We went on to explain that it is through the Holy Spirit we can know the truth. The Holy Spirit is one with God. So it is not wise to say the Holy Spirit is a man! The Holy Spirit is not a human being. He is the presence of God with us, through whom we can know the truth and be empowered to live the truth. So we implored this congregation of Muslims to desist from saying that the prophecy of the coming of the Holy Spirit is really a prophecy about a man, namely Muhammad. In fact, we read in one of the John 14 passages, “But the Advocate [Counselor], the Holy Spirit, whom the Father will send in my name, will teach you all things and will remind you of everything I have said to you.” We explained that it is through the Holy Spirit God convicts us of the truth. We need to avoid offending or disregarding the Holy Spirit.

One God Almighty

Another prevalent distortion comes to us from Christians. This distortion is the idea that Allah is not the God Christians worship. It is instructive to know that across the Middle East the Arab Christians all refer to God as Allah. In fact, it might be that Muhammad got the name Allah from Christians. Some Christian inscriptions from pre-Islamic Arabia use Allah as the name for God.

Where do these Christians and Muslims get the name Allah? Most likely this is a legacy from Abraham, who referred to God almighty as Eloha. Allah is the Arabic way of saying Eloha. Muhammad taught that he had a mission to establish worship of the one true God, the God of Abraham, throughout Arabia and in regions beyond Arabia. His message was that there is only one God almighty, creator of the heavens and the earth. His name is Eloha (Allah).

However, we need to recognize that in the Christian missionary movement around the world, the church has used many names for God, not just the Arabic Allah. When Christian missionaries go around the world testifying about God, with rare exception, they seek a local name for God. They resist bringing a new name. If possible, Bible translators use the local name for the Creator. Islam is different.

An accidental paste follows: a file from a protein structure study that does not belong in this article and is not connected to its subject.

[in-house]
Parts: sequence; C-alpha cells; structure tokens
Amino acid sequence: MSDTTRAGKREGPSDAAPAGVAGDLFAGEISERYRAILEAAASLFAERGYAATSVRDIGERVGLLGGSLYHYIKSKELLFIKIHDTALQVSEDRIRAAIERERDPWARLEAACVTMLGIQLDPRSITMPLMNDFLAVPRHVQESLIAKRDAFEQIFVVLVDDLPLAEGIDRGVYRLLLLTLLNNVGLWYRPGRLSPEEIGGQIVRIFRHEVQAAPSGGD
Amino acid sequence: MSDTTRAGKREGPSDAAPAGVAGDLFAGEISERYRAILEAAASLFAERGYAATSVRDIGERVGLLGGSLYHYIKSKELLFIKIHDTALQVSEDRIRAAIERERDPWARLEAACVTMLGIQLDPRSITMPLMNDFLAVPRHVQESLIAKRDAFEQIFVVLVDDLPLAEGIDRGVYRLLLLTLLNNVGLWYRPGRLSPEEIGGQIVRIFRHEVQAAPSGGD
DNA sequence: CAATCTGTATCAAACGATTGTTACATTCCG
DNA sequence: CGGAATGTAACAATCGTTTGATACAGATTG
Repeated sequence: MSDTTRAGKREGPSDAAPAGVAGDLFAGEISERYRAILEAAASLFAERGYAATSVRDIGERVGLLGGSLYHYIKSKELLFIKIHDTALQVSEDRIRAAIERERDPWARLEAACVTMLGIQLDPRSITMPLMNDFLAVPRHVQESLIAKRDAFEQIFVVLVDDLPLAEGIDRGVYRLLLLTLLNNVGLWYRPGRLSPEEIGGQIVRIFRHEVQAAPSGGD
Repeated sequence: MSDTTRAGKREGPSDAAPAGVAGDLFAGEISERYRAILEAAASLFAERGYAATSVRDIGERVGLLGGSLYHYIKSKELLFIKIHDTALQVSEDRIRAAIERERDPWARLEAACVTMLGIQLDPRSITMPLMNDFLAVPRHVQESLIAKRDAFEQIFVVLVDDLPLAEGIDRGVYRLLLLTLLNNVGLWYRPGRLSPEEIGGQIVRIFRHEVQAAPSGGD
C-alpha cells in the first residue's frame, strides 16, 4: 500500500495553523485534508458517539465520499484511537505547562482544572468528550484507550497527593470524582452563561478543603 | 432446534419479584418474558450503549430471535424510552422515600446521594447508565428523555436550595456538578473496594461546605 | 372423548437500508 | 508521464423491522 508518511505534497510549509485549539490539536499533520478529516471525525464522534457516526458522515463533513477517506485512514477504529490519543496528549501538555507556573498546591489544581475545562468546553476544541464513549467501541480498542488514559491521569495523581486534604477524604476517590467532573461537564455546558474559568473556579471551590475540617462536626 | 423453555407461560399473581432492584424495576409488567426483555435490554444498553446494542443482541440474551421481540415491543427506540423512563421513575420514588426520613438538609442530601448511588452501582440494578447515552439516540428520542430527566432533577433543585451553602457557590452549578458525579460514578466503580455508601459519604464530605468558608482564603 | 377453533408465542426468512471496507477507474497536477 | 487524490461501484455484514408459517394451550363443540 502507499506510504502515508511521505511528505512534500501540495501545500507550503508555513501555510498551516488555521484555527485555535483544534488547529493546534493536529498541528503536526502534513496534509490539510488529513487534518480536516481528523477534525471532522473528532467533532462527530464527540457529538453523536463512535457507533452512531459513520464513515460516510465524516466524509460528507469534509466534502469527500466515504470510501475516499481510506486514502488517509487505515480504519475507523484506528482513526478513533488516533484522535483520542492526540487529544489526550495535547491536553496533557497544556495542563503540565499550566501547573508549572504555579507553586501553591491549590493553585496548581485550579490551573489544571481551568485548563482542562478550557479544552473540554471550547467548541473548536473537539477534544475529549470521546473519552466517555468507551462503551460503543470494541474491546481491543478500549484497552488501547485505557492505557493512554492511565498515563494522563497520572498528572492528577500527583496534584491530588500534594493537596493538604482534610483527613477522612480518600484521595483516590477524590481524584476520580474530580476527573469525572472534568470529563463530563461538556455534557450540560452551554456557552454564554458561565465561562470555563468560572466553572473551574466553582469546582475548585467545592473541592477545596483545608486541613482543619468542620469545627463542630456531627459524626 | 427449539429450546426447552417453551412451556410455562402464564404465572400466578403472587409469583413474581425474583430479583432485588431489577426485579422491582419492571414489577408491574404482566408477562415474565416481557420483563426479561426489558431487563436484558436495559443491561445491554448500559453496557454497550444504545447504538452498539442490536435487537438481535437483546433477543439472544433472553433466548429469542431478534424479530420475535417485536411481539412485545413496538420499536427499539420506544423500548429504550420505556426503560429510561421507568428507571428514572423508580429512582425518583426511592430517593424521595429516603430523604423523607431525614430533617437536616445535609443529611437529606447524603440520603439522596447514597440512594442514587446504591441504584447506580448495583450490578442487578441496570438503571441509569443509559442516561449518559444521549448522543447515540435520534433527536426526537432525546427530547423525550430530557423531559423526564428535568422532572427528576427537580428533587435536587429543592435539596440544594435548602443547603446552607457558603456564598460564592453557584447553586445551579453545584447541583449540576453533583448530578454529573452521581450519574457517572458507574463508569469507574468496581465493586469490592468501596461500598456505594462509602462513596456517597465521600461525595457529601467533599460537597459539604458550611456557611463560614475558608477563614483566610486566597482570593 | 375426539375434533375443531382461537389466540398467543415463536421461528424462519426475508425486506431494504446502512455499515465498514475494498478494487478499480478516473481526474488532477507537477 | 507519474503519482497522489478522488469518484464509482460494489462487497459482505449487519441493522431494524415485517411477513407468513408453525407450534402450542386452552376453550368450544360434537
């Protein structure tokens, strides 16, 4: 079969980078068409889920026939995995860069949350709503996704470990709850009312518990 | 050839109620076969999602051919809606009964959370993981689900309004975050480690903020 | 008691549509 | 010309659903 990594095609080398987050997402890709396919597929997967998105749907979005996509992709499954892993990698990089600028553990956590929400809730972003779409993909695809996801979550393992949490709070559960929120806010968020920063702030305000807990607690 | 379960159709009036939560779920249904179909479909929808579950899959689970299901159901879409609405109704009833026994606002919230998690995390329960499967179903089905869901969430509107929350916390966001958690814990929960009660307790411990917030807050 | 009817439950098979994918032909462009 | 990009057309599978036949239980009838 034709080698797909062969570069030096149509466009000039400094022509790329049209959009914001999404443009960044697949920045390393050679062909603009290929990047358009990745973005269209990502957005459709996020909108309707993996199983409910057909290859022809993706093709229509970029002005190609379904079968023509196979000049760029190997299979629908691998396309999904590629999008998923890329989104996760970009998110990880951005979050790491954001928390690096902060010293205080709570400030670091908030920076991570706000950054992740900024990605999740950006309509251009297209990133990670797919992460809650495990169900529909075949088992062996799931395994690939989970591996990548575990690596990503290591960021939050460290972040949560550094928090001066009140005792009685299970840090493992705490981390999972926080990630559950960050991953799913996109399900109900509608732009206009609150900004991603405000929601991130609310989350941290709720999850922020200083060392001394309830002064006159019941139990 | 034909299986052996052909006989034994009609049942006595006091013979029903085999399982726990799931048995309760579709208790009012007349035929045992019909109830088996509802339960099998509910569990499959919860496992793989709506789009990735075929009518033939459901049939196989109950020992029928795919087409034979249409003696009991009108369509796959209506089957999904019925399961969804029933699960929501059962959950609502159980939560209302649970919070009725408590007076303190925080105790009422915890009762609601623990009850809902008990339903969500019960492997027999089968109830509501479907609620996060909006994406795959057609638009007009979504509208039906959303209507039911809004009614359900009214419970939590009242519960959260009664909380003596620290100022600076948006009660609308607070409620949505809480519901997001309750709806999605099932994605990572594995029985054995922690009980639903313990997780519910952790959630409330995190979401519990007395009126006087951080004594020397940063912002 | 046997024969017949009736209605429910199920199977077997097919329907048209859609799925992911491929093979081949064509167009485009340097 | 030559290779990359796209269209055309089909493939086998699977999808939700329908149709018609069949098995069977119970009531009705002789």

Muslims always bring their Arabic name for God, Allah. But with rare exception, the church uses a local name for God. The reason that the church looks for a local name for God is the conviction that God has a witness within every culture and religion.

For example, when my parents went to the Zanaki people of Tanzania as Christian missionaries, they asked the Zanaki people whether they know about God. They assured my parents that they were aware of God. They called the Creator Murungu. They believed that Murungu had gone away and would never return again. My parents, therefore, used Murungu when they translated the Gospel of Matthew into the Zanaki language. They preached that in Jesus, there is a full revelation of Murungu. They never said the God of the Bible is a different God from Murungu. Rather, they preached that in Jesus the Messiah, Murungu has come near and lives among us.

A helpful biblical explanation of what I am saying is the account of God meeting Moses at the burning bush. And later we read, “God said to Moses, ‘I am the Lord. I appeared to Abraham, to Isaac and to Jacob as God almighty, but by my name the Lord I did not make myself fully known to them.’ ” All faithful Jews, Christians, and Muslims believe in God almighty, the creator of the heavens and the earth. But with Moses, God revealed himself not only as God our almighty Creator (Allah) but as the God who comes down to save us. He comes down to meet us and to reveal himself to us. This is God as the Good Shepherd, who comes down to seek his lost sheep. This is God as Yahweh (the Lord), who reveals that his essence is love.